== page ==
I was passionate, filled with longing, I searched far and wide. But the day that the Truthful One found me, I was at home.
—Lal Ded, 14th century, Kashmir
There were ninety and nine that safely lay
In the shelter of the fold;
But one was out on the hills away,
Far off from the gates of gold,
Away on the mountains wild and bare,
Away from the tender Shepherd's care.
"Lord, Thou hast here Thy ninety and nine--
Are they not enough for Thee?"
But the Shepherd made answer,
"This of Mine has wandered away from Me;
And although the road be rough and steep
I go to the desert to find My sheep."
But none of the ransomed ever knew
How deep were the waters crossed;
Nor how dark was the night
That the Lord passed through
Ere He found His sheep that was lost.
Out in the desert He heard its cry,
Sick and helpless and ready to die.
And all through the mountains, thunder-riven,
And up from the rocky steep,
There arose a cry to the gate of heaven,
"Rejoice, I have found My sheep!"
And the angels echoed around the throne,
"Rejoice, for the Lord brings back His own."
—Elizabeth C. Clephane,
The Ninety and the Nine
from the 1935 Methodist Hymnal
About 150 miles north of the Straits of Magellan on Chile's Patagonian ice cap soars a set of 8,000-foot pink granite teeth that are perhaps the closest Mother Nature has come to creating a scream in stone. If the prospect of scaling these spires—the Torres del Paine—isn't sufficient to inspire religious conversion, the savagery of the wind will at least leave you convinced that the Almighty is one heck of a housekeeper. Locals say la escoba de Dios, the "broom of God," sweeps this landscape—a fitting metaphor for the 100-mile-per-hour gusts that routinely lash climbers clinging to the Torres' walls.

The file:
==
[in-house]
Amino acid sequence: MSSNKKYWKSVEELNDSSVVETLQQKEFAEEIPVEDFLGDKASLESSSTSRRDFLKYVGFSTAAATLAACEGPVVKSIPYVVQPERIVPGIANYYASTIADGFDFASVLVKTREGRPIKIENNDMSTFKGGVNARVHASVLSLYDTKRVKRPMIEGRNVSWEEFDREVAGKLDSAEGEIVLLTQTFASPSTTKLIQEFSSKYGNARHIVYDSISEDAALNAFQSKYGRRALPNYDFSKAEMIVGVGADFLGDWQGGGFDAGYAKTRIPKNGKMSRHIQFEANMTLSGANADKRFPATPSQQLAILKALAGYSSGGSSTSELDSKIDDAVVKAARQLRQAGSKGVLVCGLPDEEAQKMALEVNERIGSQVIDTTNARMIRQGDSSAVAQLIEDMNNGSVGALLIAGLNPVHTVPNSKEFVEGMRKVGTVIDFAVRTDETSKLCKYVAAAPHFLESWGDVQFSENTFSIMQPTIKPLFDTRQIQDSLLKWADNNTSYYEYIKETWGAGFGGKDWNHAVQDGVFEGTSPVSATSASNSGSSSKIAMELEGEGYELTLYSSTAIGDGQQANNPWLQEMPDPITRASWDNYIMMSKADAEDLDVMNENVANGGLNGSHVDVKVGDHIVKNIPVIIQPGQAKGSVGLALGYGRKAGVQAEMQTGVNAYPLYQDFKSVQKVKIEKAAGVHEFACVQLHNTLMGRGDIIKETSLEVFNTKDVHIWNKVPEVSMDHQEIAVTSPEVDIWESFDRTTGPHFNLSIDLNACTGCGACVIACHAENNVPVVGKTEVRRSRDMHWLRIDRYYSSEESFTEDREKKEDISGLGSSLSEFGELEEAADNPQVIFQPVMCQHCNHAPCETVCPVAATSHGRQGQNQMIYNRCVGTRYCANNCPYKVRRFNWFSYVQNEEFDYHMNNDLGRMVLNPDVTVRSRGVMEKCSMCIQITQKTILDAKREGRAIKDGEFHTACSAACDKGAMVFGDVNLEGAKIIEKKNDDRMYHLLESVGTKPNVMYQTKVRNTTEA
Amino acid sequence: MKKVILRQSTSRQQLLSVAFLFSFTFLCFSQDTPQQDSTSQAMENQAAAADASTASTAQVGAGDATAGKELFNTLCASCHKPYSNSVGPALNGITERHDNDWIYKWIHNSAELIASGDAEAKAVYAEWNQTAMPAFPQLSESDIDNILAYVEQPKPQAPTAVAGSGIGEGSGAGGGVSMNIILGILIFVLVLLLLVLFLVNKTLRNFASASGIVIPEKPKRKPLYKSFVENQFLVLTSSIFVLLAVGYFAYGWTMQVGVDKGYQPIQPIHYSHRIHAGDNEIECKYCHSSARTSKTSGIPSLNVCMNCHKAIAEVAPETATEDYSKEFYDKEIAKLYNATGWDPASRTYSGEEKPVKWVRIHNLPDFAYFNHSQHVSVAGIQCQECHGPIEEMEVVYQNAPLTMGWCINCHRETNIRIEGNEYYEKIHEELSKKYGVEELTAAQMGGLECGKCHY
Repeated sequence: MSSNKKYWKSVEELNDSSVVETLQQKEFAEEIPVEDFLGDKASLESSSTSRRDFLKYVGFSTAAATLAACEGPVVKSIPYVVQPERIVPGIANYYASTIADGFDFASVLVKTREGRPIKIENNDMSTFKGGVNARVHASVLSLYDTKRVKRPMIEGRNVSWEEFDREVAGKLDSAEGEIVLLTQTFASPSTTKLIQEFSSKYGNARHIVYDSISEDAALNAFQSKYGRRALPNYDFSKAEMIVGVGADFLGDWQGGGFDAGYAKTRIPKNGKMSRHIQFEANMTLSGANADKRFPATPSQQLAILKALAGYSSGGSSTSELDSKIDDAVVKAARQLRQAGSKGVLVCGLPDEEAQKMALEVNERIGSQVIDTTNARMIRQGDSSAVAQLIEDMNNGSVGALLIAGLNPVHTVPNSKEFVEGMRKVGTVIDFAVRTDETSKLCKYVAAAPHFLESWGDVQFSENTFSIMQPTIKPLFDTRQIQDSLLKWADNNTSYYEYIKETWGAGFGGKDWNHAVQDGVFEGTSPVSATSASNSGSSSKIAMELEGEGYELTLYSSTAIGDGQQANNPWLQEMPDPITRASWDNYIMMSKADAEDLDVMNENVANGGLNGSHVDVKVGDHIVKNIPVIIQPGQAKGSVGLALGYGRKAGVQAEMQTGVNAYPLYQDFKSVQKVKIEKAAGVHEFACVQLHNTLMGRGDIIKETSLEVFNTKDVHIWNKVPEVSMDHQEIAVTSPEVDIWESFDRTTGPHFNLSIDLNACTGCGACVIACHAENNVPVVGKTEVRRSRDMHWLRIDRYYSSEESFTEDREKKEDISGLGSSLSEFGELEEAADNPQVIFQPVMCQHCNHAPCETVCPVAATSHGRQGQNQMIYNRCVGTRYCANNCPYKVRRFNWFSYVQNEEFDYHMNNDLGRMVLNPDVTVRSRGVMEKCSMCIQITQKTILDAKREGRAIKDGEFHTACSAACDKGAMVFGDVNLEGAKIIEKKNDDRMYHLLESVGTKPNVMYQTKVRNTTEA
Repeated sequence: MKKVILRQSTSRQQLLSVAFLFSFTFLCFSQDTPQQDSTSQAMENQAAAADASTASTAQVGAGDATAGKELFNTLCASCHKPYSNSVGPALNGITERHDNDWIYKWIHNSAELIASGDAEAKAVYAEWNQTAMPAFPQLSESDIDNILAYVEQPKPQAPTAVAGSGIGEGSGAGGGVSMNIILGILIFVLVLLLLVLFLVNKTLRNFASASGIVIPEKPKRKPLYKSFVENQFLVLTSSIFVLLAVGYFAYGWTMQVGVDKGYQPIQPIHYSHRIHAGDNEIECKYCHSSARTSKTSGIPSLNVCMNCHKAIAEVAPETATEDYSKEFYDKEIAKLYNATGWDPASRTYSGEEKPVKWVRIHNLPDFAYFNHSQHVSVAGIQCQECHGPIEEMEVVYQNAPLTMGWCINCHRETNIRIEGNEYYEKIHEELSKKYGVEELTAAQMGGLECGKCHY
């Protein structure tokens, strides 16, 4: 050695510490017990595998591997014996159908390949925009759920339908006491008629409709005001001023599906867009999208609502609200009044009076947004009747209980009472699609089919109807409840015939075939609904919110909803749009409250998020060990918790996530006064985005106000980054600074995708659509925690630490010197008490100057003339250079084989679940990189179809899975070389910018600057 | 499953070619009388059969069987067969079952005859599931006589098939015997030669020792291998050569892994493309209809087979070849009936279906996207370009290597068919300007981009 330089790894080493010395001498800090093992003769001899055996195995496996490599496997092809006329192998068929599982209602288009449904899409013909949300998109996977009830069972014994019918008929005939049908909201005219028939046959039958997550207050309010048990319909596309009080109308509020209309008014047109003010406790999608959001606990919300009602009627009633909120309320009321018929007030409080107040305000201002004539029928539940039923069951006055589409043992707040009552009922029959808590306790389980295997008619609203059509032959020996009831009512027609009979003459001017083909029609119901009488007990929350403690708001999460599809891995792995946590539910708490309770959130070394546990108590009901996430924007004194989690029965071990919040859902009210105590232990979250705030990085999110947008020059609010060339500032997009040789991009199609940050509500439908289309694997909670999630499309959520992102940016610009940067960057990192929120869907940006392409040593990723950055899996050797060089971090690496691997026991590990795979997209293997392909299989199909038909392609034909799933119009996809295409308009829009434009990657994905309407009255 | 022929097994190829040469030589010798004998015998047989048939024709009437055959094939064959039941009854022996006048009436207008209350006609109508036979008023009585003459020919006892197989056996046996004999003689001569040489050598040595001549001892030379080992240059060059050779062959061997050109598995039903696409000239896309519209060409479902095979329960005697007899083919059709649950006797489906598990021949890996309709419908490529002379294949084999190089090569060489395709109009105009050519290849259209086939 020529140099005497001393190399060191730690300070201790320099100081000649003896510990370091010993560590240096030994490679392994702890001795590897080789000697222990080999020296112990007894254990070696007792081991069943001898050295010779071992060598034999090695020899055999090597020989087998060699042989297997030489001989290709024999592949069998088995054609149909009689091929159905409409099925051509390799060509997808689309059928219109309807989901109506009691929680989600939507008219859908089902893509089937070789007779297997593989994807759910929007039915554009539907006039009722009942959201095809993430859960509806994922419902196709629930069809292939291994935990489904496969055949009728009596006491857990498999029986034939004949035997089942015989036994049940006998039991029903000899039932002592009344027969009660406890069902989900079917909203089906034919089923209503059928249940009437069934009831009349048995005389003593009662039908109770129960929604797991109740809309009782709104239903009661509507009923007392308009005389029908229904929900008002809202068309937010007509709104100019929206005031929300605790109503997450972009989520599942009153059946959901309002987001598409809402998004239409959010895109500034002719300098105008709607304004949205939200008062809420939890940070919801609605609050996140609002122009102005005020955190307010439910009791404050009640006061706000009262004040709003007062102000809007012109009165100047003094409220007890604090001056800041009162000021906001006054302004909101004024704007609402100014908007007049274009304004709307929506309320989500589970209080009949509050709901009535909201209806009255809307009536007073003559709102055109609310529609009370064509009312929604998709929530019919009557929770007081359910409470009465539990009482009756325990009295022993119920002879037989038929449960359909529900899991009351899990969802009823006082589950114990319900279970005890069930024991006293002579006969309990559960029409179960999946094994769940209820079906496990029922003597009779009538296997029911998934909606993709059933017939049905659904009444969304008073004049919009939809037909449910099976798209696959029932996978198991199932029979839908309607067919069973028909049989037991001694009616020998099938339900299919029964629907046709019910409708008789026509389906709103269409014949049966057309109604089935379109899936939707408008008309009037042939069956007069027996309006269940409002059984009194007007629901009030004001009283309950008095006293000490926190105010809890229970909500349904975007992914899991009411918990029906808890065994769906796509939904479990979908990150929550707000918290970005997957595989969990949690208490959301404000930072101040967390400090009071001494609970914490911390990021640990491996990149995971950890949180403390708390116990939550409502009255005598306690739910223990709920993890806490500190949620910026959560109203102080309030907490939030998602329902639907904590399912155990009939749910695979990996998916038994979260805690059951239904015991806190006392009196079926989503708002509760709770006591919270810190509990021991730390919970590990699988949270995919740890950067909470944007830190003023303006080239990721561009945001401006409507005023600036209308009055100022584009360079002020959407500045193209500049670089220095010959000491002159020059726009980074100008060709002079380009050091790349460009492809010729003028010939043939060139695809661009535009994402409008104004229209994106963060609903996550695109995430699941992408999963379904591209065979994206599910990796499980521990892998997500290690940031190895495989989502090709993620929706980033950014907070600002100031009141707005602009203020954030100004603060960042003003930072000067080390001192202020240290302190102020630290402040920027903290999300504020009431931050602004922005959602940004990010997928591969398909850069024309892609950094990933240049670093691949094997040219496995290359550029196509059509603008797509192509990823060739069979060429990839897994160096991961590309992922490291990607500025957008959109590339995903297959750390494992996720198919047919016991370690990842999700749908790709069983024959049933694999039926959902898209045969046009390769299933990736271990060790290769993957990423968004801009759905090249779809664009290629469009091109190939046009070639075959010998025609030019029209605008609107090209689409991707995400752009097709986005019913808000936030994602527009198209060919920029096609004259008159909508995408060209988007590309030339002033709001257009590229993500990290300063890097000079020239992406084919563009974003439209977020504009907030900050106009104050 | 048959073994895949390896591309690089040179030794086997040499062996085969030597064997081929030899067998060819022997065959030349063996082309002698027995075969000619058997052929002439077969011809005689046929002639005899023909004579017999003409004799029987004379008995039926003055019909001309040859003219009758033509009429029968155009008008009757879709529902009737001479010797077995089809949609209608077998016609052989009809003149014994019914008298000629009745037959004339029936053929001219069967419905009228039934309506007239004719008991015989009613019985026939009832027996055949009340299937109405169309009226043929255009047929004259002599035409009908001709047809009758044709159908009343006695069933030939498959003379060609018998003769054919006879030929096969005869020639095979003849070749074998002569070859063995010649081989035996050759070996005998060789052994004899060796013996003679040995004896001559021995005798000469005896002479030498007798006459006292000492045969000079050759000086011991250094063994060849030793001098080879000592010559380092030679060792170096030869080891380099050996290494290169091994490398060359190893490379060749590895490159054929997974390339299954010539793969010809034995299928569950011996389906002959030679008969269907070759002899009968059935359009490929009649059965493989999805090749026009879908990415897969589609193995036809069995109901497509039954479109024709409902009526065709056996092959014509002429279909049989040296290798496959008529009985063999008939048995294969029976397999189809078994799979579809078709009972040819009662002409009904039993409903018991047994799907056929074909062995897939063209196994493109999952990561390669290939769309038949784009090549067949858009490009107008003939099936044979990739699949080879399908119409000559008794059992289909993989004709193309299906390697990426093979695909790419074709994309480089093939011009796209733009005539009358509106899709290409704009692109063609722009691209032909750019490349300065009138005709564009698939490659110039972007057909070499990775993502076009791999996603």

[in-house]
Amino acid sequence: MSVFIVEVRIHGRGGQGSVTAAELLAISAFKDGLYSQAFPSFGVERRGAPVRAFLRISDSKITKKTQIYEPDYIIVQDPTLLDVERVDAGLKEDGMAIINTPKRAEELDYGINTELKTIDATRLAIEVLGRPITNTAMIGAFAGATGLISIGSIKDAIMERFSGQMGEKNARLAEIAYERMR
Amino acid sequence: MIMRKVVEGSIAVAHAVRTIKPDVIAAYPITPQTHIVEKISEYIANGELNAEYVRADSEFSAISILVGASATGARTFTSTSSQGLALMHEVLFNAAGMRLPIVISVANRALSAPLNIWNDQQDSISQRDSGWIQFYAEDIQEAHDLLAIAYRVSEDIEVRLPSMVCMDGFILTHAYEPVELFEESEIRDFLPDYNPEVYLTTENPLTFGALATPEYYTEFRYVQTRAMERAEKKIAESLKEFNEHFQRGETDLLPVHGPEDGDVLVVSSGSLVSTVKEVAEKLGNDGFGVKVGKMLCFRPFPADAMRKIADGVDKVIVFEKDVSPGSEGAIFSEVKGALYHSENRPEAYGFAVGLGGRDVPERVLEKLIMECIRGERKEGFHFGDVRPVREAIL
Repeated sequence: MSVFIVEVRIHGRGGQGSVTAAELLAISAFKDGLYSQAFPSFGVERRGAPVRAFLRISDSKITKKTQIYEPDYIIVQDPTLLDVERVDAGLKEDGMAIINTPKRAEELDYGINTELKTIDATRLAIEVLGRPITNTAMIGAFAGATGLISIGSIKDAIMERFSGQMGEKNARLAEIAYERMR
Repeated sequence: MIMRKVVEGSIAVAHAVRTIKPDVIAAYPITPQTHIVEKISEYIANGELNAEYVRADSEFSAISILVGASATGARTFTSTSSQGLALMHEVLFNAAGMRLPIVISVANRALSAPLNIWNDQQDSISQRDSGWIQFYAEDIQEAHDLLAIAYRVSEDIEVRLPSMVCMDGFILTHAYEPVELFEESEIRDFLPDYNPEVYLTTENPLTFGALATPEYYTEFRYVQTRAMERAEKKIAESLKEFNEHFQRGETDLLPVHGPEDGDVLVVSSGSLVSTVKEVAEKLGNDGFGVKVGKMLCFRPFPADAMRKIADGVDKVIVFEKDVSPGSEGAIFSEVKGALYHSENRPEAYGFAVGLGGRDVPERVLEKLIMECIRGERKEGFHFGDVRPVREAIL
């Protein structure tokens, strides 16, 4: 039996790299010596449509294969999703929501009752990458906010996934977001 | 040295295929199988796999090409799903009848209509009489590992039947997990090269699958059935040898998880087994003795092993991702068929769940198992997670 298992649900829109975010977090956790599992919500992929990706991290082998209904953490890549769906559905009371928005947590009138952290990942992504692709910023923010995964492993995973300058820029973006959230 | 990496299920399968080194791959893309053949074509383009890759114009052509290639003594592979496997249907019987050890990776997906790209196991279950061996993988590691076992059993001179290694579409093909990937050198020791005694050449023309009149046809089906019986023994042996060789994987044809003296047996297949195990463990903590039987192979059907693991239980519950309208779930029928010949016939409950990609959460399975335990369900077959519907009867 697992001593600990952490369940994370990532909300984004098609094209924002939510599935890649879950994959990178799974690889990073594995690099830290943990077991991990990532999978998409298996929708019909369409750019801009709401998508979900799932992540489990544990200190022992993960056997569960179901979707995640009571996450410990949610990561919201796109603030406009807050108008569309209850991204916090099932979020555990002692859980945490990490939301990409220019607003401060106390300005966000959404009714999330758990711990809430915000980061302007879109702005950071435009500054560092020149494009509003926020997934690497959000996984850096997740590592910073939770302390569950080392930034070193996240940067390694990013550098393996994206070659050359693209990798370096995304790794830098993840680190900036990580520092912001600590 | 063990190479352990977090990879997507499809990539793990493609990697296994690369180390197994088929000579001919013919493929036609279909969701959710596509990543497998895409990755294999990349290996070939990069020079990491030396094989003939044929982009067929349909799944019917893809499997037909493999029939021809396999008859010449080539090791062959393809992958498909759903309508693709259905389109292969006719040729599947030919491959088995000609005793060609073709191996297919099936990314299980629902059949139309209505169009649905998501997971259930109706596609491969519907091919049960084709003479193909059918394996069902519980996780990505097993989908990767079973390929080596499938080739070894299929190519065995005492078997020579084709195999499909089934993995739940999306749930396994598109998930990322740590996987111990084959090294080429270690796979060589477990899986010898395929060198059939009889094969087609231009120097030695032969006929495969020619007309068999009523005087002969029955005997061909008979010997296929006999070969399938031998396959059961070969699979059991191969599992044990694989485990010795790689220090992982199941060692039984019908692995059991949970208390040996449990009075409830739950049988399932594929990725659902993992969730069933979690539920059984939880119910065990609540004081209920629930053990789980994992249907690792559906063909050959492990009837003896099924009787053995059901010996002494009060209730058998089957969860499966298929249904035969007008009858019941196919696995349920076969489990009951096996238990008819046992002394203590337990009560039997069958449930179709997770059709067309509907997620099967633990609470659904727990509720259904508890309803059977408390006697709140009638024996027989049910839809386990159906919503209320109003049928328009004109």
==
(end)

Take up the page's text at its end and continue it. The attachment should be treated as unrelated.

—Tim Neville, The Broom of God: Climbing Patagonia’s Torres del Paine
Who gets up early to discover the moment light begins?
Who comes to a spring thirsty, and finds the moon reflected in it?
Who, like Jacob, blind with grief and age
smells the shirt of his lost son and can see again?
Who lets a bucket down and brings up a flowing prophet?
Or like Moses, goes for fire and finds what burns inside the sunrise?
Jesus slips into a house to escape enemies, and opens a door to the other world…
An oyster opens his mouth to swallow one drop. Now there's a pearl.
A vagrant wanders empty ruins. Suddenly he's wealthy.
But don't be satisfied with poems and stories
“Here I raise mine Ebenezer, hither by thy help I’m come; and I hope, by thy good pleasure, safely to arrive at home. Jesus sought me when a stranger, wandering from the fold of God; he to rescue me from danger, interposed his precious blood.” from “Come Thou Fount of Every Blessing,” hymn #400. The Hymnal Revision Committee for the 1989 hymnal, responding to suggestions that “Ebenezer” meaning “Stone of Help” in stanza 2 be eliminated, was not able to supply any alternative that was consistent with the language and meter of the hymn, and 1 Samuel 7:12: “Then Samuel took a stone and set it up between Mizpah and Jeshanah, and named it Ebenezer; for he said, “Thus far the Lord has helped us.”
—Companion to the United Methodist Hymnal
· Do you identify with the lost sheep or the coin or the found? Why?
· What happens when you’ve lost something, and find it?
· How does God find us? What does it feel like?
· How do we express our “found-ness” in God?